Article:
Brian X. Chen at the New York Times reporting on our average streaming and subscription expenses in 2019:
In 2019, we each spent $640 on digital subscriptions like streaming video and music services, cloud storage, dating apps and online productivity tools, according to an analysis for The New York Times by Mint. […]
We increased our spending the most last year on streaming TV services, paying $170 to subscribe to the likes of Netflix, Hulu and new entrants like Disney Plus and Apple TV Plus.
These sound like shockingly high numbers, so I ran the math on myself:
I’m pretty frugal and I like to look for deals. I signed up for the 3 years of Disney+ deal, snagged Hulu at $2/month on Cyber Monday, got Apple TV+ free for a year thanks to my iPhone 11 Pro purchase, and a free Nintendo Switch Online subscription curtesy of Twitch. I’m even including my web and email “small” hosting packages. All told, for the month of January, I spent about $24.83 on online subscriptions and services, or carried forward at this rate, about $298 annually.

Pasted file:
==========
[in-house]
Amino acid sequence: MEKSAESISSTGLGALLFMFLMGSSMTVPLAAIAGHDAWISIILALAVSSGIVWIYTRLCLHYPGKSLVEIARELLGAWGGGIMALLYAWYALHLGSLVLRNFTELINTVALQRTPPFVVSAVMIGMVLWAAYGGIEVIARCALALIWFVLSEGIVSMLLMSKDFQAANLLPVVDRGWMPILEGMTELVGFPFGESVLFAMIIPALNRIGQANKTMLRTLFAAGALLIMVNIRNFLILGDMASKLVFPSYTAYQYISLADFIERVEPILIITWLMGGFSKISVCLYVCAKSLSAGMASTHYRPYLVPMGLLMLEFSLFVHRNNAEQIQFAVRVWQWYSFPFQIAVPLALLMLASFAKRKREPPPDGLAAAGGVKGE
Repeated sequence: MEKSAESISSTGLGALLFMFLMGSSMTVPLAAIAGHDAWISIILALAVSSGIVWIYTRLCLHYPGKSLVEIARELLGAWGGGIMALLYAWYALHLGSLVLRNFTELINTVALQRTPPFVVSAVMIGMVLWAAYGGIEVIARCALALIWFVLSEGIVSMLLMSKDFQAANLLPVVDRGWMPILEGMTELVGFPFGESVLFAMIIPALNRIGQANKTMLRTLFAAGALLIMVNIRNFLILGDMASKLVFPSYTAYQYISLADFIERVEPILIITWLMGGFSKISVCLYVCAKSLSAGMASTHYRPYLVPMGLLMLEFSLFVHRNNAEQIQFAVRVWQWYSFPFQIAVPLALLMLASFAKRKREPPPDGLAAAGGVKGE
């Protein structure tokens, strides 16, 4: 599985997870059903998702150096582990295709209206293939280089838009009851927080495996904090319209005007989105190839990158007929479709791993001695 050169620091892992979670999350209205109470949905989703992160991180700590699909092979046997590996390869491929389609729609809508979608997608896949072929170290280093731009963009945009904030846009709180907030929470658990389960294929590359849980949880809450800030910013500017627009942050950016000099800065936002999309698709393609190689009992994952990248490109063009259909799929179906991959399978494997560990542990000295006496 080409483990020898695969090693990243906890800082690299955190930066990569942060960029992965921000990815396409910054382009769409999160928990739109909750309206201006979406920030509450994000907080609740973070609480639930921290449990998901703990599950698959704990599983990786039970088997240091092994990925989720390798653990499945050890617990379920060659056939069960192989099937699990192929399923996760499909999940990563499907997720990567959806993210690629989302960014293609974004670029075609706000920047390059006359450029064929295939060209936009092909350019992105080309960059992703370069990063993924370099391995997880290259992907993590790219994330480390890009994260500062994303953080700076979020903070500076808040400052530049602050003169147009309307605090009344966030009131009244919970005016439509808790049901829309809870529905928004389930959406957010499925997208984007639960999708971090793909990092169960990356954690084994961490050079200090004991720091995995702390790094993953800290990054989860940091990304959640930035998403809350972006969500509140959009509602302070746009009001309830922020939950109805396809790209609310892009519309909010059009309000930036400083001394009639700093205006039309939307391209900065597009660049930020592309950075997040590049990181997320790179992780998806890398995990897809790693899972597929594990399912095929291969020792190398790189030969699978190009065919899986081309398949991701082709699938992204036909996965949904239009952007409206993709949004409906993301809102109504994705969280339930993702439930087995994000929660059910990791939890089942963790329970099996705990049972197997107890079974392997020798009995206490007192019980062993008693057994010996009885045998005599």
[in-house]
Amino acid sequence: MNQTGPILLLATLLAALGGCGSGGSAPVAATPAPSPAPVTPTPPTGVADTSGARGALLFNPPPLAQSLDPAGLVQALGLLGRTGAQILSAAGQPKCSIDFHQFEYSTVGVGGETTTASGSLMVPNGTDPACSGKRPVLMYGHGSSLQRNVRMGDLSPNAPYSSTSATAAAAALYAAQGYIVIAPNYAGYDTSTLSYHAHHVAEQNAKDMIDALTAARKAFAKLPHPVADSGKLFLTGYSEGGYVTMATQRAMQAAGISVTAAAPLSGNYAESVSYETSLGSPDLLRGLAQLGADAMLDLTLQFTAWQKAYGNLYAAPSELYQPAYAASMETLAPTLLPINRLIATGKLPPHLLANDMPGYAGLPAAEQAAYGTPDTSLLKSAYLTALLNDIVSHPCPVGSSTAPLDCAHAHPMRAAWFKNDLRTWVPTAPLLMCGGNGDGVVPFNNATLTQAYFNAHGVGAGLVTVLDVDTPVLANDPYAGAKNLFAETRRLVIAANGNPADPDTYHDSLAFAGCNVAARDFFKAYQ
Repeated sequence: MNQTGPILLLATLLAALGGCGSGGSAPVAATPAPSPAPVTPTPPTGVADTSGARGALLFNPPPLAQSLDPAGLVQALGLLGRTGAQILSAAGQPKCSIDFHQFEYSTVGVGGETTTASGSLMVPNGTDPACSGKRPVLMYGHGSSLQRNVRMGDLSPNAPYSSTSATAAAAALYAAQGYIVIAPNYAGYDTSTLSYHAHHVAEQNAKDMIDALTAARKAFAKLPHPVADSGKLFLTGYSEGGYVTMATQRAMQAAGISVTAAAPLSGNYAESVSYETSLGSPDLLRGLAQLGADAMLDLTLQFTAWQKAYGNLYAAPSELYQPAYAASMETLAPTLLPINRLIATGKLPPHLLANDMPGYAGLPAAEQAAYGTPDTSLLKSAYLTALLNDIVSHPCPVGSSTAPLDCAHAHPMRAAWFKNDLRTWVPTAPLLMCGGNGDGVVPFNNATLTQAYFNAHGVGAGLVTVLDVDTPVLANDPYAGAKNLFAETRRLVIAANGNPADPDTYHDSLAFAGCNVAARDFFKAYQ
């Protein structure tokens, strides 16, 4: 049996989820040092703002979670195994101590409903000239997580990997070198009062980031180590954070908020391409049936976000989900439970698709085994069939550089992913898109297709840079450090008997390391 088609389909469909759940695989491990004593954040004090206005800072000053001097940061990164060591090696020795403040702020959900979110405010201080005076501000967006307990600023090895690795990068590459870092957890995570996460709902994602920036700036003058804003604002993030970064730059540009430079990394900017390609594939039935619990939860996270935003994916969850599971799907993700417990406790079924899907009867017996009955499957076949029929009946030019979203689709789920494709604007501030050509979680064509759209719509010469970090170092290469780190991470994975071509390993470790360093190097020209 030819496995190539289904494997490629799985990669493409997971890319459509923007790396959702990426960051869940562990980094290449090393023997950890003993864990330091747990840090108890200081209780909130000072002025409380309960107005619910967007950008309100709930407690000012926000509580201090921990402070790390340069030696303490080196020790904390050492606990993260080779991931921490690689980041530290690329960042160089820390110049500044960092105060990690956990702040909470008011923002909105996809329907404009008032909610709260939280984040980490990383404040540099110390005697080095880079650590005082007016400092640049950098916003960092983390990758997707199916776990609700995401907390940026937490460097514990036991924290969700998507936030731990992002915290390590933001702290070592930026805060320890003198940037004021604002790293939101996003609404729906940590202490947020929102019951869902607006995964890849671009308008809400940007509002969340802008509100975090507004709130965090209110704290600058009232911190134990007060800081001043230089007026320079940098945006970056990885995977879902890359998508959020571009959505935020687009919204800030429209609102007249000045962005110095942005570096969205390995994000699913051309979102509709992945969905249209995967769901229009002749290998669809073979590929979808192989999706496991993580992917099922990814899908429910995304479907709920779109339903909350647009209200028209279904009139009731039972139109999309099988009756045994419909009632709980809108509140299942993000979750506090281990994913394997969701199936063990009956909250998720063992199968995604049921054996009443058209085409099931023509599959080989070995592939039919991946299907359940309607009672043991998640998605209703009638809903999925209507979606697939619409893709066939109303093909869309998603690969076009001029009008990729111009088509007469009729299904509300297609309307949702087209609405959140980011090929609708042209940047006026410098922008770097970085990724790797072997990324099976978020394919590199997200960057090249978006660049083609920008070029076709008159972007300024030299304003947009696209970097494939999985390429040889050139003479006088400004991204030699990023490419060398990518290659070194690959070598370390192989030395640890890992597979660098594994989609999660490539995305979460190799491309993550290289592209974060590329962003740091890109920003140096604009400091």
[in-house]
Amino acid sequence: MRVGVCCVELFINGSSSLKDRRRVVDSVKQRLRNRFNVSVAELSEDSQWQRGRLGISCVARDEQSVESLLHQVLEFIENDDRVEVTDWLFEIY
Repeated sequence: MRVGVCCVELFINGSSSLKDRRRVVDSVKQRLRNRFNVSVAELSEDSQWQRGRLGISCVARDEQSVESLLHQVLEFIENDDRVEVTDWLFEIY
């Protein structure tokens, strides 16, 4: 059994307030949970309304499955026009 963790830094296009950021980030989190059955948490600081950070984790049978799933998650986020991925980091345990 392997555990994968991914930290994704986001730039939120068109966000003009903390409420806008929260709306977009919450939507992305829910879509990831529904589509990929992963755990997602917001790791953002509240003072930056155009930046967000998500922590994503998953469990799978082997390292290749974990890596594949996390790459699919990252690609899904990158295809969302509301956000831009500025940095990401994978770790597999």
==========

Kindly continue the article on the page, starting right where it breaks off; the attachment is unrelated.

I spent less than half of the average from consumers last year. I know a lot of this has to do with the deals I find, but I also only subscribe to most services for a a month or two at a time, and I always turn off auto-renew. There are only so many hours in a day, and I just don’t have time to watch content from seven different sites. And I’ve found that when trying to cancel, many subscription sites will offer a free couple of weeks if you don’t cancel, hoping you’ll forget and let the subscription auto-renew. I know people who often say, I can’t afford to eat out tonight, or I can’t afford a new game now, but they have half a dozen streaming subscriptions auto-renewing that they aren’t watching. You can’t call yourself frugal with auto-renew turned on.